To whom it may concern,
“Would your parents be open to being interviewed about their sex lives…by you?” and “Can you find me a psychopath, surely there’s one that’s done a TedTalk” are just a couple of questions I was asked at VICE that I’m almost certain would be considered out of the ordinary anywhere else.
I decided to intern at VICE while visiting my parents in Melbourne – partly for the invaluable experience and partly because mum doesn’t really enjoy people relaxing in the house for more than a week. I’d already pushed this boundary for 3 more weeks than anyone had ever managed before and it was time to get back to being productive.
Working at VICE brought back serious ‘1st day of school’ vibes. I couldn’t figure out where I fit in. Walking into the warehouse cum officespace, I noted almost every female had a micro-fringe, didn’t care for their bras and were letting their armpit hair grow (I’m assuming for feminism (but not their leg hair…still investigating this logic)). The guy in charge of me skateboarded to work and I was definitely the most square person in the room. On my first day, I sat in front of a girl who had piercings, a micro fringe and a mullet and she was making it work – Do you know how cool you have to be to make a mullet look good?
Covers of books aside, the level of wit and intellect was on a completely different playing field. These young, super fresh minds seemed to know about everything: politics, new music, current events, fashion, pop culture, art from every era, knowledge of drugs and their aftereffects. There were no censors and they unleashed this knowledge on their website on a daily basis.
While everyone was warm, they were incredibly focused and single-minded in their work. My ideas didn’t seem to fit and I didn’t have an edgy way of executing them – this struggle lasted for almost three weeks. No, I didn’t want to write about my parent’s sex lives; there’s not enough money in the world to make me write about that and I wasn’t getting paid at all, I’m also genuinely not that curious about the effects of inhaling nitrous oxide on the brain, I will however definitely hunt down a psychopath for your article on ‘how to get over breakups like a psychopath’,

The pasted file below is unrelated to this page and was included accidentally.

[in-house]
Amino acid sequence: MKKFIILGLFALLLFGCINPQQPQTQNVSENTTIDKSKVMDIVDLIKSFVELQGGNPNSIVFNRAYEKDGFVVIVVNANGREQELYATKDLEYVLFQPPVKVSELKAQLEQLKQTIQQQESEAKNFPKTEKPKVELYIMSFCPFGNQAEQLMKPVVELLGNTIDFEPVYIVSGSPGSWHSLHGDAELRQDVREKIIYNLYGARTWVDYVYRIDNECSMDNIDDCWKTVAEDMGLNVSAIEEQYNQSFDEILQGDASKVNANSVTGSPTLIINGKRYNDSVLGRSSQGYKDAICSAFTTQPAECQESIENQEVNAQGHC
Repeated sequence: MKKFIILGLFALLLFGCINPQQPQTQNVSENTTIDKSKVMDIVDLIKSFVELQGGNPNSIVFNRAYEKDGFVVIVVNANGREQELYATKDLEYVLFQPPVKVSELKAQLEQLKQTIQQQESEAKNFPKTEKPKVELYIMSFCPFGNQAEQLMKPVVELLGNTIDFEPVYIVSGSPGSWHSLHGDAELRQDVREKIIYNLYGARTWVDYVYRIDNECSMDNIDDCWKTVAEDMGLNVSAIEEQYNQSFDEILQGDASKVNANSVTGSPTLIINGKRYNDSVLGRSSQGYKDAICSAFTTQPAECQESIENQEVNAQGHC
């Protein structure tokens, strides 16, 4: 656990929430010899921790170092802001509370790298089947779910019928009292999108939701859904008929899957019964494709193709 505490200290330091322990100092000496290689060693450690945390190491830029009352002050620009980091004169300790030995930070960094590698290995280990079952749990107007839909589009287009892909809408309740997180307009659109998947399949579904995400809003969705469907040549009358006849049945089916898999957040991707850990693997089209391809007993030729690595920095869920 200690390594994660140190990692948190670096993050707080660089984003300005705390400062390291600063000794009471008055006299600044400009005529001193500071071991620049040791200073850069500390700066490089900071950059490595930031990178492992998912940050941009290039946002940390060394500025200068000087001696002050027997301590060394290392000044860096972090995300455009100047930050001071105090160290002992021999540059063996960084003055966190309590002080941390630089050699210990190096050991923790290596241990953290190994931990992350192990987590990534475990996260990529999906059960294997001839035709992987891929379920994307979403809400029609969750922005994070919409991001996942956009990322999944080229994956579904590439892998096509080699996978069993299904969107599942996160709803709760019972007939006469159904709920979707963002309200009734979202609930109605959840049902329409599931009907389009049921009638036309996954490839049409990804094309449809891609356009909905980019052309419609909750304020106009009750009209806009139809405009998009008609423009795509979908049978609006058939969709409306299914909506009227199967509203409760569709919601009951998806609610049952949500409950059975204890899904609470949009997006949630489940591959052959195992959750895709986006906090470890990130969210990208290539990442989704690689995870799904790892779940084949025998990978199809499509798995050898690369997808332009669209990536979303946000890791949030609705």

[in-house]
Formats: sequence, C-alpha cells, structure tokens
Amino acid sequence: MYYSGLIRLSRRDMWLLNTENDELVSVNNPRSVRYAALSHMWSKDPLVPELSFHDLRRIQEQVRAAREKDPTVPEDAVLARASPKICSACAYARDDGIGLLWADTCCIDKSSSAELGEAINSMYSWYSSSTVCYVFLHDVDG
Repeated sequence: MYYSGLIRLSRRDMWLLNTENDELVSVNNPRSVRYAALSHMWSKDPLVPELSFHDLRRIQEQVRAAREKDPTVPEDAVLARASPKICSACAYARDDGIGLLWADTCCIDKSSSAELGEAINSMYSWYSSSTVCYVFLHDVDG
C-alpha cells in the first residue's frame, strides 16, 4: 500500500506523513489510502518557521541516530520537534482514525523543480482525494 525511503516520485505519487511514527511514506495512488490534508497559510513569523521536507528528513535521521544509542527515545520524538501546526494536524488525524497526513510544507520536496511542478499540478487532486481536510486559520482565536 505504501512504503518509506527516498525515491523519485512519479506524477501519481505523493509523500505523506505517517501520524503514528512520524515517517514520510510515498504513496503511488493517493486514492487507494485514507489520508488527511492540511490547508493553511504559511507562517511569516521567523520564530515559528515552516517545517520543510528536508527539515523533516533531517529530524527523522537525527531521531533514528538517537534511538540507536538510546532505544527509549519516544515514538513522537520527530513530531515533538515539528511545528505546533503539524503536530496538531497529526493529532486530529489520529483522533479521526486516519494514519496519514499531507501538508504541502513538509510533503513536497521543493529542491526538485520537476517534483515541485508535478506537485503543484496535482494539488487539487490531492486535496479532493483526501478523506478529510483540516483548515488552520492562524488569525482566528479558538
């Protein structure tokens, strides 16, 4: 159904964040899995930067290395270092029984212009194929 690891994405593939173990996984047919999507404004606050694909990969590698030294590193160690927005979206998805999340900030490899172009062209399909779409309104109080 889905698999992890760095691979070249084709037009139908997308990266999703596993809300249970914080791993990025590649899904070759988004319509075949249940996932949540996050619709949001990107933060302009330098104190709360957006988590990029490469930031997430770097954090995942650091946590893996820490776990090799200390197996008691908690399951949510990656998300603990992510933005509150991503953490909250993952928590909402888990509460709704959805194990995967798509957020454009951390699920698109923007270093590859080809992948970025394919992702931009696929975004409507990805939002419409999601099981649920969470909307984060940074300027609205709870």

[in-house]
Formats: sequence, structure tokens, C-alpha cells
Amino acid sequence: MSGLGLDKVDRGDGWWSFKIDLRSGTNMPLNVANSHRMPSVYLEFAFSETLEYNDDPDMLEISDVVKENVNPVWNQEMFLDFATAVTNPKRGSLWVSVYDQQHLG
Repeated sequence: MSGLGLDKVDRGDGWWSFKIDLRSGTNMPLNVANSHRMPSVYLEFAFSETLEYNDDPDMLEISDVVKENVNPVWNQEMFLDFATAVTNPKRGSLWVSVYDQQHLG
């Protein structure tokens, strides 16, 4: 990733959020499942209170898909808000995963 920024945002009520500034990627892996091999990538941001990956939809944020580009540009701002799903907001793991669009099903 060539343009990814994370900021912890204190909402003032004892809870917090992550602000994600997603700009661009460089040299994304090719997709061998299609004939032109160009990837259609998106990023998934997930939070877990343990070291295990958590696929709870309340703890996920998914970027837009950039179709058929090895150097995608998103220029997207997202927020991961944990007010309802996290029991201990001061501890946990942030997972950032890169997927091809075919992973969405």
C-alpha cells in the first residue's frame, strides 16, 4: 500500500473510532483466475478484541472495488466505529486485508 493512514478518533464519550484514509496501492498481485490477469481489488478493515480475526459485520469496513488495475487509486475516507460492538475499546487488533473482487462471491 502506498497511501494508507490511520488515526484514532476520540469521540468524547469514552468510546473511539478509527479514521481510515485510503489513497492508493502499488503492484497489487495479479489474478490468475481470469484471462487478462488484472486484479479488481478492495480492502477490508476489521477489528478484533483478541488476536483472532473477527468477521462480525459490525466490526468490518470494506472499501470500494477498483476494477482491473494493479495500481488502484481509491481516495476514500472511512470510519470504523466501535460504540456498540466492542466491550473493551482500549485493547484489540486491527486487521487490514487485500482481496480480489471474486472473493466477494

I was almost defeated – I’d completed one interview of a Kiwi band and the editor edited in swear words so that ruled out sharing it with my Gran. One day I sat across from another girl, this one had multiple tattoos of various religious symbols of which I’m almost certain she had no belief in, and I thought sod it – I’m going to write about something none of them can, I’m playing the brown card.
And so I interviewed my Granny about arranged marriages. They edited out all the nice things I said about my Gran to make it edgier but I think it still turned out alright. She was cool with it because as the pre-edited version would read, she’s a boss.
I did learn a lot about good writing from this bunch of geniuses. I also learned that there’s a component named psilocybin in magic mushrooms which research shows when given to terminal patients can eradicate the feeling of dread and fear of dying. Fun fact. I’m not sure I’ll ever be edgy enough to work at VICE but damn, it made me want to be good enough to write there.
To whom it may concern,
It’s been a month since I’ve returned to Christchurch and the hunt for a weekend job continues. Thankfully since my previous post, I’ve had nothing short of miracles come through to sustain my eating habits. I’ve started freelancing and getting paid for my writing which is super exciting! and I don’t want to brag but I will shortly be the presenter for the introduction to learning services video at my school despite never having used the learning services.
However, after having done the cv drop in my neighbourhood I was feeling a tad glum when I hadn’t heard back from anyone. Until I received a call a couple of weeks ago from my local Lululemon. Why apply at Lululemon you ask? because their store smells delicious and the irony of me working at an athletic wear store is too good an opportunity to pass up.
The call came at an awkward time, a minute before I was to donate blood. So when the manager introduced herself to me I apologised in advance, “I’m sorry if I have to cut this call short, I’m just about to give blood – I mean donate it, I’m not just giving my blood away”. Now there’s an opening sentence that won’t freak people out.
Surely deterred, she invited me for a group interview.
Manager: “Yeah! come ready to get a bit sweaty…”
Manager: “We’ll have a trainer there who will take you through an HIIT (High-intensity, interval training) workout before your interview.
Me: “Oh great, my two favourite things”
Already regretting my decision I was assured by my friends that I would be fine. I was not. Wearing borrowed Lululemon gear, which was ridiculously comfortable might I add, I walked to my interview – my heart in my throat.
I was greeted by a ridiculously tall and good looking man and his equally good-looking partner. Matt and Whitney are part of the HIIT Squad; they are Zuu instructors – where all the exercises mimic the actions of animals: bear crawls, monkey squats etcetera. They’re a level of good looking and fit that you hate in people but you can’t hate Matt and Whitney because they’re also so damn nice. My brain was confused and angry.
There were four other applicants who all looked like they knew their organic greengrocer by name, y’know? Matt asked if the team generally kept active to which one applicant said “yeah I run marathons, got a tournament coming up in Hamilton”, another said she is a rower and rowing instructor, one was a swimmer and dancer and the other had previously worked at Lululemon and was very into yoga. I remained silent because the only marathon I’d ever competed in involved a record amount of caramel mallows I’d eaten 30minutes prior to my interview.